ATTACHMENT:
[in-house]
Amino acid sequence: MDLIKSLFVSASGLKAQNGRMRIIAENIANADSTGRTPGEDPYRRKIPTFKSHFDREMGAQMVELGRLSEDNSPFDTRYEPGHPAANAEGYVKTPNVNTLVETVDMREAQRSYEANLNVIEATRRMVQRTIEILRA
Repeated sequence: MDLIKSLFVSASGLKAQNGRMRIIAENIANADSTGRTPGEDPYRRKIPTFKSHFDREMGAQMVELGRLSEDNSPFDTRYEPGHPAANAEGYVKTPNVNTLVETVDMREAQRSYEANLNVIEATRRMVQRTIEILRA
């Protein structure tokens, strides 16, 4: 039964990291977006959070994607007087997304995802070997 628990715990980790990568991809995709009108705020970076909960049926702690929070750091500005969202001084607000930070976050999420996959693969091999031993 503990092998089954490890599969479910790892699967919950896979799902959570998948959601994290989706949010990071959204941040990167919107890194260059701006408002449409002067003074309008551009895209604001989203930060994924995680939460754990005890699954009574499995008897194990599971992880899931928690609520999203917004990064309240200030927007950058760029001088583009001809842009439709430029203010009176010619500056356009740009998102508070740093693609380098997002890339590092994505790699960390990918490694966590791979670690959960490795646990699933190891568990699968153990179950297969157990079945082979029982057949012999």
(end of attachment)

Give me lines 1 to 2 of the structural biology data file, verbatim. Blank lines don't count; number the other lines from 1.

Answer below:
[in-house]
Amino acid sequence: MDLIKSLFVSASGLKAQNGRMRIIAENIANADSTGRTPGEDPYRRKIPTFKSHFDREMGAQMVELGRLSEDNSPFDTRYEPGHPAANAEGYVKTPNVNTLVETVDMREAQRSYEANLNVIEATRRMVQRTIEILRA